Table of Contents Author Guidelines
Genetics Research International
Volume 2018, Article ID 7089109, 12 pages
Review Article

Phenotypic Nonspecificity as the Result of Limited Specificity of Transcription Factor Function

Department of Biology, The University of Western Ontario, London, ON, Canada N6A 1B7

Correspondence should be addressed to Anthony Percival-Smith; ac.owu@avicrepa

Received 12 June 2018; Accepted 9 October 2018; Published 28 October 2018

Academic Editor: Martin Kupiec

Copyright © 2018 Anthony Percival-Smith. This is an open access article distributed under the Creative Commons Attribution License, which permits unrestricted use, distribution, and reproduction in any medium, provided the original work is properly cited.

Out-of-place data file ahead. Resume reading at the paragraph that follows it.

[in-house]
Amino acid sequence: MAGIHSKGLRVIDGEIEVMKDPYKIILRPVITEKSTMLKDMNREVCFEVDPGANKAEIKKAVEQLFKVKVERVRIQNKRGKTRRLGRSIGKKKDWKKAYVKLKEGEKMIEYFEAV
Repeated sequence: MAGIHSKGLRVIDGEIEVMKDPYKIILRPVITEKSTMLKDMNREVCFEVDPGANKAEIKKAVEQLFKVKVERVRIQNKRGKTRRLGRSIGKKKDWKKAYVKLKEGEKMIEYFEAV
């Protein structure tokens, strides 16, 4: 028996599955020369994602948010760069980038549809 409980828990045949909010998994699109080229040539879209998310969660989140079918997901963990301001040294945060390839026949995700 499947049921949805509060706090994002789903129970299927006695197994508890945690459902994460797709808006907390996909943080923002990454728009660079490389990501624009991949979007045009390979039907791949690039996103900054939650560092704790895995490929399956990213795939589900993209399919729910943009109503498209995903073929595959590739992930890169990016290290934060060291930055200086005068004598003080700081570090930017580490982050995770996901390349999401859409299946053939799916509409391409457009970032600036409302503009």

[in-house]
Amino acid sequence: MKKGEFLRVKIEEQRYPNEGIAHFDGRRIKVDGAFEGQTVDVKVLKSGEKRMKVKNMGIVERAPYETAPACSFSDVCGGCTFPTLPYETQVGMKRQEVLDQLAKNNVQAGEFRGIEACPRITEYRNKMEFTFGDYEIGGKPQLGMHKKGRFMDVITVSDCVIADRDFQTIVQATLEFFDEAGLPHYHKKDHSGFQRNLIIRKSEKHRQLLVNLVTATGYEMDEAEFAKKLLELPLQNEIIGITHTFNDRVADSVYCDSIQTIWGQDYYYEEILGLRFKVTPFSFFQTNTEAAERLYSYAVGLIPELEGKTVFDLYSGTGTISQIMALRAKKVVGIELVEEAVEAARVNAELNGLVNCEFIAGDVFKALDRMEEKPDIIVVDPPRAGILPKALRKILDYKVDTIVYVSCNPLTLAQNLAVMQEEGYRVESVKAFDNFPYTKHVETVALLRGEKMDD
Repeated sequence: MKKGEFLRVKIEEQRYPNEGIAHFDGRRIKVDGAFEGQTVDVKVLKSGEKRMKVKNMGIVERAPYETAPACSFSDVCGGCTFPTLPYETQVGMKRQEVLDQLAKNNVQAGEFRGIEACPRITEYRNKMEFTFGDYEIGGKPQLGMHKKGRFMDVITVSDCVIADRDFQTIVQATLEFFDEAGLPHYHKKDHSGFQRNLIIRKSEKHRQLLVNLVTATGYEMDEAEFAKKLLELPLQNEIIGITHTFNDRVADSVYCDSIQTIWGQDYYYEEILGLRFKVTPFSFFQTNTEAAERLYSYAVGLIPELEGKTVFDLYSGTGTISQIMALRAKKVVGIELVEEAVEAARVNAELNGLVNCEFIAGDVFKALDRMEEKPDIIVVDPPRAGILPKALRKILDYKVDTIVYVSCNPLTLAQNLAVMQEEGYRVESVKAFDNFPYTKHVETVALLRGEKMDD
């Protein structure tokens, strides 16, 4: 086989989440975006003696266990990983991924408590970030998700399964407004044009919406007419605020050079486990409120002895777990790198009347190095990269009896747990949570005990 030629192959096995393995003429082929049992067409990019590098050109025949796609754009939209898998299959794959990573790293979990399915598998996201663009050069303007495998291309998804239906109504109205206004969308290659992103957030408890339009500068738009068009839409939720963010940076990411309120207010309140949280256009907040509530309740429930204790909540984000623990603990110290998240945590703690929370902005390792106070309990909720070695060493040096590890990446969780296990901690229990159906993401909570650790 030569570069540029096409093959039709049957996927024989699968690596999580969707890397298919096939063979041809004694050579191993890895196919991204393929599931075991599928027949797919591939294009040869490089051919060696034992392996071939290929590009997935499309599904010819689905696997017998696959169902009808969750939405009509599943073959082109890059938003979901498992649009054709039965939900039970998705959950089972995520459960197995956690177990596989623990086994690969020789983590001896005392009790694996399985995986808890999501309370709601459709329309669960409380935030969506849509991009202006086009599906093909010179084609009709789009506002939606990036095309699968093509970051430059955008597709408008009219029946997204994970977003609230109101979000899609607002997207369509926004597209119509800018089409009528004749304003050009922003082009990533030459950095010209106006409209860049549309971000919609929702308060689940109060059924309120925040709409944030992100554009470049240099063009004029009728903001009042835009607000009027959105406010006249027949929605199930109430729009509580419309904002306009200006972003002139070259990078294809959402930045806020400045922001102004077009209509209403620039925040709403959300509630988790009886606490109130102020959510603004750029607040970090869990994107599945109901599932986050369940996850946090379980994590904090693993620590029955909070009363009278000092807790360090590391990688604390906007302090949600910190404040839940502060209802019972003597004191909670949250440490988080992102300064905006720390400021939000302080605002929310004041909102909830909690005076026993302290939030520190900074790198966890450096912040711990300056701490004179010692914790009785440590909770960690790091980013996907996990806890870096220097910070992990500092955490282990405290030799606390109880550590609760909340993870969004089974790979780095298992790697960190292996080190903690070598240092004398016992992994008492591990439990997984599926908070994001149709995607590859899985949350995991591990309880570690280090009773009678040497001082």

Drosophila transcription factor (TF) function is phenotypically nonspecific. Phenotypic nonspecificity is defined as one phenotype being induced or rescued by multiple TFs. To explain this unexpected result, a hypothetical world of limited specificity is explored where all TFs have unique random distributions along the genome due to low information content of DNA sequence recognition and somewhat promiscuous cooperative interactions with other TFs. Transcription is an emergent property of these two conditions. From this model, explicit predictions are made. First, many more cases of TF nonspecificity are expected when examined. Second, the genetic analysis of regulatory sequences should uncover cis-element bypass and, third, genetic analysis of TF function should generally uncover differential pleiotropy. In addition, limited specificity provides evolutionary opportunity and explains the inefficiency of expression analysis in identifying genes required for biological processes.